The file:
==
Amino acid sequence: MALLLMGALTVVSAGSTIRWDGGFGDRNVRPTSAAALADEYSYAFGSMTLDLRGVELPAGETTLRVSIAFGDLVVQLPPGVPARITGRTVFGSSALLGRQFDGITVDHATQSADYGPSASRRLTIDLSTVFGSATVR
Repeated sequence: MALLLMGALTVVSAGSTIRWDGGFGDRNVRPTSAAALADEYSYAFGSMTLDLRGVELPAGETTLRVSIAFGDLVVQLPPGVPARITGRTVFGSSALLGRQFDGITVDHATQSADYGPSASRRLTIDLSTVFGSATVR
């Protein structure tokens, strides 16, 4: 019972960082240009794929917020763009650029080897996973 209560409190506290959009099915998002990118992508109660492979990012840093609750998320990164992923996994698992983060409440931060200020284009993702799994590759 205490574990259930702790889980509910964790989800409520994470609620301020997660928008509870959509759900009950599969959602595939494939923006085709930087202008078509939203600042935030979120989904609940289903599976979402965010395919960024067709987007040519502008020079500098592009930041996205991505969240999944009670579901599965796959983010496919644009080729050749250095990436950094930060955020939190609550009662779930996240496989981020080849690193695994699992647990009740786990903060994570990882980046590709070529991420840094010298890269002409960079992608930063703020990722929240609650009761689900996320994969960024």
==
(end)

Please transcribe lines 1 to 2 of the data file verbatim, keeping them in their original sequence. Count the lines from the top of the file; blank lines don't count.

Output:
Amino acid sequence: MALLLMGALTVVSAGSTIRWDGGFGDRNVRPTSAAALADEYSYAFGSMTLDLRGVELPAGETTLRVSIAFGDLVVQLPPGVPARITGRTVFGSSALLGRQFDGITVDHATQSADYGPSASRRLTIDLSTVFGSATVR
Repeated sequence: MALLLMGALTVVSAGSTIRWDGGFGDRNVRPTSAAALADEYSYAFGSMTLDLRGVELPAGETTLRVSIAFGDLVVQLPPGVPARITGRTVFGSSALLGRQFDGITVDHATQSADYGPSASRRLTIDLSTVFGSATVR